Premolar Root Canal – Dental Treatment

Introduction –Premolar Root Canal

A root canal is a treatment in dentistry for repairing and saving a tooth which is badly decayed or is infected. During this procedure, the nerve and pulp of the tooth are removed followed by cleaning and sealing the interior of the tooth. If root canal is not done in time, the oral tissues get infected and may progress to an abscess.

Root canal is literally the natural cavity within the center of the any tooth. This cavity contains the nerve supplying the particular tooth. It also contains a soft area called as the pulp or pulp chamber. The nerve of the tooth only provides sensations like hot and cold. It is not important for the health or function of the tooth. So, the removal of this nerve does not affect the normal functioning of the tooth.

A root canal can be performed in single or multiple visits. Make sure from the dentist beforehand about the number of appointments necessary to complete the procedure.
After the nerve tissue or the pulp is damaged, various bacteria begin to grow within the chamber. This damage may be caused by decay, various dental procedures, large fillings, a crack or chip in the tooth, or injury to the face. An infection or abscess forms in such tooth due to the bacteria. An abscess or a pus filled pocket is formed when the infection spreads to the ends of the roots of the tooth. Other complications also can arise due to these infections, like swelling of the face, head or neck, bone loss in the root or formation of fistula which can drain the pus to cheeks or skin.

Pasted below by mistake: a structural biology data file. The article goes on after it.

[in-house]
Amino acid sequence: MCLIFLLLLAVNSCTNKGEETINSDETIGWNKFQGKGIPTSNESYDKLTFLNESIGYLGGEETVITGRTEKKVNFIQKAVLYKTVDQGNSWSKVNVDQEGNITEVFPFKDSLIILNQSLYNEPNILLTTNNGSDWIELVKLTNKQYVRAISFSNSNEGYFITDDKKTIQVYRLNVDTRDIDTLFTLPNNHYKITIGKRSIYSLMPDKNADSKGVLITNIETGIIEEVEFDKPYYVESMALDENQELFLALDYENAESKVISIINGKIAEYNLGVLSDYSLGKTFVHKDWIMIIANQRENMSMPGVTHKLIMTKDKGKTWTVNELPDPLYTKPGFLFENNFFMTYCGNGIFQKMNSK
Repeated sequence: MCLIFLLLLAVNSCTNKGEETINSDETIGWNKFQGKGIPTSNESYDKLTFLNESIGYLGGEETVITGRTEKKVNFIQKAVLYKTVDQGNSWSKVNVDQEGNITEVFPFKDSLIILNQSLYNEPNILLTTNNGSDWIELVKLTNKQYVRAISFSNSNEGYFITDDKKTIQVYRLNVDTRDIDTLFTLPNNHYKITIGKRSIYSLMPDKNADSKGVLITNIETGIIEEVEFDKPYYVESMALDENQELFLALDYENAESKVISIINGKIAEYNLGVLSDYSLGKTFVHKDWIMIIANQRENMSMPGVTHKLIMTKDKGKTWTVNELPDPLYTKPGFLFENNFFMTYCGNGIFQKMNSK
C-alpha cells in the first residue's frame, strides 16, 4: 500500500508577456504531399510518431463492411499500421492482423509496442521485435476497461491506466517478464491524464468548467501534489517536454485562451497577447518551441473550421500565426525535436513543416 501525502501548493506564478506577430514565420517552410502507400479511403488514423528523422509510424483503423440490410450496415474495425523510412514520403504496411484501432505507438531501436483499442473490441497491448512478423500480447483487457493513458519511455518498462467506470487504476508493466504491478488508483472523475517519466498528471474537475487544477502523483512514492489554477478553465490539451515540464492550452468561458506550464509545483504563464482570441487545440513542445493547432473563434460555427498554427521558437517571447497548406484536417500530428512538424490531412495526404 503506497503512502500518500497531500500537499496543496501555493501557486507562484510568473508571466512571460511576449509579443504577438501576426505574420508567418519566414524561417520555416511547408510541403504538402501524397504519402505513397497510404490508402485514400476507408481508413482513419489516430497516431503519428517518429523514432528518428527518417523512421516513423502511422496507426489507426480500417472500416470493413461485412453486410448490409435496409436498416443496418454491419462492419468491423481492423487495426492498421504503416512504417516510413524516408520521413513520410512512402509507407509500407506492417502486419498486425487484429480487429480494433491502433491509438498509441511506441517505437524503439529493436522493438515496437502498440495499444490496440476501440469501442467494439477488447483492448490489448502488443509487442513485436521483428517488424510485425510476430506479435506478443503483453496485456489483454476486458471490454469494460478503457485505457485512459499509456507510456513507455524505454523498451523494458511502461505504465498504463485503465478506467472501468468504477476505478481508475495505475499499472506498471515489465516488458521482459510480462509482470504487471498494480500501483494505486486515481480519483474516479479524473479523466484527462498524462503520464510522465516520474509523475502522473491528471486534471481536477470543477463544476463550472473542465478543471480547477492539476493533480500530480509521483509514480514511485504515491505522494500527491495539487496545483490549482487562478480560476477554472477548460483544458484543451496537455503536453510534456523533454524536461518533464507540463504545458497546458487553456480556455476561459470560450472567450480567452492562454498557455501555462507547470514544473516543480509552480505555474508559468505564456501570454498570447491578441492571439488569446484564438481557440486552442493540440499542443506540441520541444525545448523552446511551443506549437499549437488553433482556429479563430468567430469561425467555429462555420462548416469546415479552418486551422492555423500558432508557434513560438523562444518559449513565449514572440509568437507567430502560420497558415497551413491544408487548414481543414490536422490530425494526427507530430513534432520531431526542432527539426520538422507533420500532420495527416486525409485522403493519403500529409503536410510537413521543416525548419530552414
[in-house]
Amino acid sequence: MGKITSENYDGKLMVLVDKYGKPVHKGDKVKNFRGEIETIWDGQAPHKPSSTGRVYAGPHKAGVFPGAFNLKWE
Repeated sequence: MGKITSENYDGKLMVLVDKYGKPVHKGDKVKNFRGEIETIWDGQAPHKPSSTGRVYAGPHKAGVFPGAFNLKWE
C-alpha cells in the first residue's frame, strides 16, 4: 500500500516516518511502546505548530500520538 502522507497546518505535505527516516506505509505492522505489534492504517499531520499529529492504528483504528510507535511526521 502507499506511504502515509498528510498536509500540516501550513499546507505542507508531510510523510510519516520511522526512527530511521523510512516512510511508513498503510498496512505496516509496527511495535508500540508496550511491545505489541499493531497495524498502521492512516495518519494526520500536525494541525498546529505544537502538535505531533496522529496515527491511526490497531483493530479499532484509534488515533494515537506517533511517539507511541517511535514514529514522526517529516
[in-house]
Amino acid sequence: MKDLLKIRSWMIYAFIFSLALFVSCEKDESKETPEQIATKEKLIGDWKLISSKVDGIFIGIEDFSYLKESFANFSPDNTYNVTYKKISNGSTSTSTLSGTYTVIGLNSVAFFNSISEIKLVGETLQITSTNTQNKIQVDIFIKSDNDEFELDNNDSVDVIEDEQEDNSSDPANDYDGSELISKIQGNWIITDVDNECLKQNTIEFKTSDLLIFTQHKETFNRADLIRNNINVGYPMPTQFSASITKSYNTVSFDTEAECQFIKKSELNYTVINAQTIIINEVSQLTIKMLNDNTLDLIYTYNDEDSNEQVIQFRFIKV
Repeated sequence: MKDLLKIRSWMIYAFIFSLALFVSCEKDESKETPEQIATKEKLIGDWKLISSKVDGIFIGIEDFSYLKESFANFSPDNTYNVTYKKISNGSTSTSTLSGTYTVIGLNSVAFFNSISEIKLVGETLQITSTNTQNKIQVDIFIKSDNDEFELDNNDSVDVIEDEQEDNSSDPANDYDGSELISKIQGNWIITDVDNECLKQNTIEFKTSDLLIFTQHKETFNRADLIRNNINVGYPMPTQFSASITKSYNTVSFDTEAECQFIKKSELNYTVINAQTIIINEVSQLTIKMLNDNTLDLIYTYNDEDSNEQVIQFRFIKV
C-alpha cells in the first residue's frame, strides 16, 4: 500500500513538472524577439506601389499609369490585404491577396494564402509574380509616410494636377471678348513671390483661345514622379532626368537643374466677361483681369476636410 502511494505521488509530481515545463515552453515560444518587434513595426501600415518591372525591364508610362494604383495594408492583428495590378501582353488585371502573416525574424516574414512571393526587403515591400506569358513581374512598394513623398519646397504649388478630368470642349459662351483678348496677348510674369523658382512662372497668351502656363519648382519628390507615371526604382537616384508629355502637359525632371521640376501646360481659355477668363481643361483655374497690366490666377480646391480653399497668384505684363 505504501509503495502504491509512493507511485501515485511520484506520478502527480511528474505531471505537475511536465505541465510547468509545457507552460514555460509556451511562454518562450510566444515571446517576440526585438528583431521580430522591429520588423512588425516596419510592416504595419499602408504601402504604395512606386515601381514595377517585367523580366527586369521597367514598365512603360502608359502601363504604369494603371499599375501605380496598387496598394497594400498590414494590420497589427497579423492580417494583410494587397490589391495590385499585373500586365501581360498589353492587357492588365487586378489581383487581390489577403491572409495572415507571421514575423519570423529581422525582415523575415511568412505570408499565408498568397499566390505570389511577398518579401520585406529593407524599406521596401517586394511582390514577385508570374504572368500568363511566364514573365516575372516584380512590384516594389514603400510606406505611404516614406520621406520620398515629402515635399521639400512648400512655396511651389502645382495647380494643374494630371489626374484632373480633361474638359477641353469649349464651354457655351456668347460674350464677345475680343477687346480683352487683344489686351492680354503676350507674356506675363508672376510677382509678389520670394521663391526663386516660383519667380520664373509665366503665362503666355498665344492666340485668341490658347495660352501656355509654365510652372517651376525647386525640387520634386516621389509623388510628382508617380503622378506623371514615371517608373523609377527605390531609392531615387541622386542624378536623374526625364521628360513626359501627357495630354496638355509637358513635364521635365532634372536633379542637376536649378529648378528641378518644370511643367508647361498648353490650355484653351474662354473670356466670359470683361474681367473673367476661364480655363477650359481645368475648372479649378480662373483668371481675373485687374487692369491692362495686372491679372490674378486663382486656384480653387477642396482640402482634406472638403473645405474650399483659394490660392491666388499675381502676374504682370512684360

All these problems are more common in premolar tooth as many times it is not cleaned properly due to its location or inadequate oral hygiene. Also, these teeth are the frequent ones to undergo the dental procedures.

Signs and symptoms:

  1. Pain in the tooth on chewing or pressure
  2. Abnormal sensitivity to extremes of temperatures
  3. Swelling of gums
  4. A recurring pimple on gums

Before the Procedure:

A root canal can be performed in single or multiple visits. Make sure from the dentist beforehand about the number of appointments necessary to complete the procedure. If the patient has infection or abscess in the tooth, the dentist starts a course of antibiotics before the root canal. A baseline X-ray is taken to examine the shape of the root canals and also for any signs of bone infection. After this,

  1. A dentist or endodontist first numbs the area around the bad tooth with the help of anesthetic medicine injected by a small needle. A slight prick is felt when the needle is inserted. A rubber dam is placed around the tooth.
  2. The covering or top part of the tooth is removed by a small drill, thus exposing the pulp chamber. This pulp contains nerves, blood vessels, and connective tissue. The pulp extends from root of the tooth to the jaw bone.
  3. The diseased pulp is removed by using a special instruments called as files. The small canals inside the tooth are cleaned. The area can be medicated to prevent further infection.
  4. Then, this area is sealed by a temporary material. A permanent crown may be placed over the filled tooth.
  5. A course of antibiotics is given to treat and prevent infection. Pain relievers are also prescribed for a limited period.

After the procedure:

At the next visit, the dentist makes sure that the infection is gone. A dental x-ray may be repeated. Regular visits to the dentist are necessary at least twice a year.


New infections can occur even after a successful root canal. The reasons may be:

  1. A prolonged procedure stretching for more than anticipated time.
  2. Crack or chip in the root
  3. Defective restoration
  4. A breakdown of the inner material used for sealing.

Generally, with antibiotic treatment and some adjustments by the dentist, these problems can be taken care of. But sometimes a surgery is necessary.

- Link of interest: Twitter Premolar Root Canal – Dental Treatment.


This article is not medical advice nor a substitute to professional health advice. Always consult a doctor.

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